More than two years after the mass arrest of protesters at President Donald Trump’s inauguration, two federal prosecutors walked into a District of Columbia courtroom earlier this month in a little-noticed hearing and told a judge that their investigation had ended and they would no longer pursue any of the cases.
The cases began with one of the most sweeping arrest actions ever in the nation’s capital. Authorities said rioters caused about $100,000 in property damage across 16 blocks downtown. The government said the group used “black bloc” tactics, dressing in dark colors and wearing masks, scarves or goggles to blend in with similarly dressed demonstrators who used rocks and crowbars to shatter windows of businesses and vehicles.
In all, 234 people were arrested and charged in the Inauguration Day rioting. Of them, 21 defendants pleaded guilty before trial – the only convictions arising from the arrests. A few defendants went to trial, which resulted in acquittals or hung juries. Other cases were dropped gradually.
Defense attorneys argued from the start that prosectors were overreaching. They said their clients were lawfully protesting and being blamed for the actions of a small group of vandals.
The U.S. attorney’s office put one of its most aggressive prosecutors in charge, a veteran who typically handled homicide cases.
But the challenges for the prosecution soon became clear as the defendants were split into groups of six for trial. In two trials, juries agreed with the defense attorneys and the government didn’t secure convictions. Jurors would later say they found that the defendants had participated in the protests, but they saw no evidence that those defendants were involved in the vandalism.
Within months, the cases unraveled further and federal prosecutors began dismissing them. By last summer, charges against the remaining defendants were dropped.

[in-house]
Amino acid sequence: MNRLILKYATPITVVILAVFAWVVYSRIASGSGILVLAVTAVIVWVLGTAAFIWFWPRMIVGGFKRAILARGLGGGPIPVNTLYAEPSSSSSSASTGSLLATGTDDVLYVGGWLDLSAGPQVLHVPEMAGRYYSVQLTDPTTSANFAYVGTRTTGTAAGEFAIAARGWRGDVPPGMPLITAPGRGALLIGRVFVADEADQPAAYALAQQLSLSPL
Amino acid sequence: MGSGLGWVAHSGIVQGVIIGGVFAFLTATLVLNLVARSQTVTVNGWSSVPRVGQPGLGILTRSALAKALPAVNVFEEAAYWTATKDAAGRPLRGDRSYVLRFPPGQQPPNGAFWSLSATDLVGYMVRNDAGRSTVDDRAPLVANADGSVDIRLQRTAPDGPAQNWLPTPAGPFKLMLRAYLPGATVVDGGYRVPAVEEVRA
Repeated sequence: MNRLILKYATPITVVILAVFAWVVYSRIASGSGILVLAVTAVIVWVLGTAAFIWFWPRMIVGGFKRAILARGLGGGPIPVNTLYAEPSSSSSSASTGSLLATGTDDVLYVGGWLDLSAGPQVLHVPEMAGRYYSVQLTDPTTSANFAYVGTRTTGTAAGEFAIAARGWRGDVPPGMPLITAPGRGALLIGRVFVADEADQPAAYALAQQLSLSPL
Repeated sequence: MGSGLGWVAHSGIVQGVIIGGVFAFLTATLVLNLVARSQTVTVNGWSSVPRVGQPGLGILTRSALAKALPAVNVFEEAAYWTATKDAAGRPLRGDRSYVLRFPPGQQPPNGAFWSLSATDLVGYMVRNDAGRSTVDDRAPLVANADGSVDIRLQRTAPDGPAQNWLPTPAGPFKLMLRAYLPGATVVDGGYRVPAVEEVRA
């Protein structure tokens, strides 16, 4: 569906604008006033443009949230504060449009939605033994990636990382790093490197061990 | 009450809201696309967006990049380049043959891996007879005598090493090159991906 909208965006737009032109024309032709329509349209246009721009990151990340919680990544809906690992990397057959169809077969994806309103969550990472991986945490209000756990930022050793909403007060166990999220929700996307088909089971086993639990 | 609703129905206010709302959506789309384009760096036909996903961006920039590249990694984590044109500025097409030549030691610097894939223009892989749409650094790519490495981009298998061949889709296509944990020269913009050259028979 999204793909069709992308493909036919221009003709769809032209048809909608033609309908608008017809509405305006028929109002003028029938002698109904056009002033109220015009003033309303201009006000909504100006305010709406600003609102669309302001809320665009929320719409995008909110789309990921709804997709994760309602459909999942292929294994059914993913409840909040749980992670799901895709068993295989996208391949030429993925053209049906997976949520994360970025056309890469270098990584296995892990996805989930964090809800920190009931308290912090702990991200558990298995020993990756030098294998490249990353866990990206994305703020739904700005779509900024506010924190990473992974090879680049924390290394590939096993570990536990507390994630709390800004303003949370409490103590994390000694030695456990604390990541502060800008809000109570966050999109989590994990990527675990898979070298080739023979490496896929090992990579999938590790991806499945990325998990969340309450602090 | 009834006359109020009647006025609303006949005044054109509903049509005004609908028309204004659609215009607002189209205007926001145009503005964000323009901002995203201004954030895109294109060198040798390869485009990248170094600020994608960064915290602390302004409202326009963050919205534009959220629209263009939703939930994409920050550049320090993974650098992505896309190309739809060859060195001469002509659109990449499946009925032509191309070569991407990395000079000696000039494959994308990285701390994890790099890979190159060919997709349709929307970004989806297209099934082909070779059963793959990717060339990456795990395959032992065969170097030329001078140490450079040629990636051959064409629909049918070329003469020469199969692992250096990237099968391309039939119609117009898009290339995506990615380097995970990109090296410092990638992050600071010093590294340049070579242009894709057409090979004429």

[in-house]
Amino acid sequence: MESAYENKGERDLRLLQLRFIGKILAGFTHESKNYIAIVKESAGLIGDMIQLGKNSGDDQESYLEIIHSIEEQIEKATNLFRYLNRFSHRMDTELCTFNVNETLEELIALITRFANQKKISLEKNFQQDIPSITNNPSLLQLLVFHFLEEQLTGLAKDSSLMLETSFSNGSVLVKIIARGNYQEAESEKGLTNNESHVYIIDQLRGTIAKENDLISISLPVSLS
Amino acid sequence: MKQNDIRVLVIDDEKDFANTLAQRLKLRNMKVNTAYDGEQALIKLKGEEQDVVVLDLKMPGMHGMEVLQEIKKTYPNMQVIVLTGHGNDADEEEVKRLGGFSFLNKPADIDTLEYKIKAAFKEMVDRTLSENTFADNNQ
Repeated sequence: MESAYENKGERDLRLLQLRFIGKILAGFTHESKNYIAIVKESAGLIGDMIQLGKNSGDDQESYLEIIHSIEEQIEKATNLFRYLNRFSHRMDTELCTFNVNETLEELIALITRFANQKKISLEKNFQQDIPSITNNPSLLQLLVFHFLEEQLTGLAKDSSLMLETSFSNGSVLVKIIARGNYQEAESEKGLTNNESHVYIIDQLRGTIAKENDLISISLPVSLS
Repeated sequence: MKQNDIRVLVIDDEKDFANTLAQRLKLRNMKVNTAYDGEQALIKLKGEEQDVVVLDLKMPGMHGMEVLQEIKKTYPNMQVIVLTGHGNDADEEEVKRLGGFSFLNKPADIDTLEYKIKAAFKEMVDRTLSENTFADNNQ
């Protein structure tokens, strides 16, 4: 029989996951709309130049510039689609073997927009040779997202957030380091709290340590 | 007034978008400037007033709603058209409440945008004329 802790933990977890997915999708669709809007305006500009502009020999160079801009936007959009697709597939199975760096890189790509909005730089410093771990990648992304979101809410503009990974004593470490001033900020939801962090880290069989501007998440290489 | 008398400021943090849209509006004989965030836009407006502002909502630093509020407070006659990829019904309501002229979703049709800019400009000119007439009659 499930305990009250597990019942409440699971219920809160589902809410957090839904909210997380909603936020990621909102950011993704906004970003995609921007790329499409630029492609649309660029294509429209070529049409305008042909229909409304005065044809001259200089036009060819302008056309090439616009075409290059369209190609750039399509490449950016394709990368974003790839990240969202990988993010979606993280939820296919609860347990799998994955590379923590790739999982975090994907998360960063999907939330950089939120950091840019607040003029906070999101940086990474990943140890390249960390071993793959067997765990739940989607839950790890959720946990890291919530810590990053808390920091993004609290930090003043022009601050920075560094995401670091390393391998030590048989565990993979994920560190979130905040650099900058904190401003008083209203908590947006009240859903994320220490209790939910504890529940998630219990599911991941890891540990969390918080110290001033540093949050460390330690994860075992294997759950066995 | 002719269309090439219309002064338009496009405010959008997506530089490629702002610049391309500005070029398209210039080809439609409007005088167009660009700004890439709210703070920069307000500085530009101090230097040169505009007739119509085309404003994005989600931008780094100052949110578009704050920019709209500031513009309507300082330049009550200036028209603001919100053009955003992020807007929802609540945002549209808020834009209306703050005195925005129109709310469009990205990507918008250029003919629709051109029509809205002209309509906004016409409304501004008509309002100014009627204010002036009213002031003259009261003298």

But defense attorneys continued to push to have the U.S. attorney’s office go further and dismiss the cases with prejudice, a legal distinction that means the government would not be able to refile charges against their clients.
During a March 15 hearing in front of Judge Robert Morin, the chief judge of D.C. Superior Court, Assistant U.S. Attorney David Goodhand, who was investigating the cases, took that step. Goodhand asked that the 188 cases not yet adjudicated be dismissed.
Morin agreed. The judge also asked Goodhand’s office to review the cases to see which defendants might qualify to have their arrest records sealed.
A spokesman for Jessie K. Liu, the U.S. attorney for the District, declined to comment on the protest cases, which were brought under her predecessor. Liu is now under consideration by Trump to become the Justice Department’s No. 3 official.
Austin noted the time spent on the case by defense attorneys, many of whom, like himself, were working pro bono or court appointed, as well as prosecution staff and judges. He said that effort could have been better directed to other cases.
“This was an incredibly reckless prosecution, completely unnecessary from the get-go, that was only aimed at chilling people’s free speech,” said Austin, a former prosecutor in the U.S. attorney’s office.
Beale, 26 and at the center of the hearing this month, expressed relief at the outcome but said the two years have taken a toll. The community college student in Pasadena, California, cited the financial hardship of flying to Washington for court hearings. She also said her doctor diagnosed her with an anxiety disorder, which she said was caused by her arrest and prosecution.
“It’s been unbelievable just how big these charges were. It’s hard to get my mind around,” Beale said. “But after it went on for so long, it became something we always thought about. It’s really great news, but just hard to believe this stuff even happened to begin with.”
(c) 2019, The Washington Post · Keith L. Alexander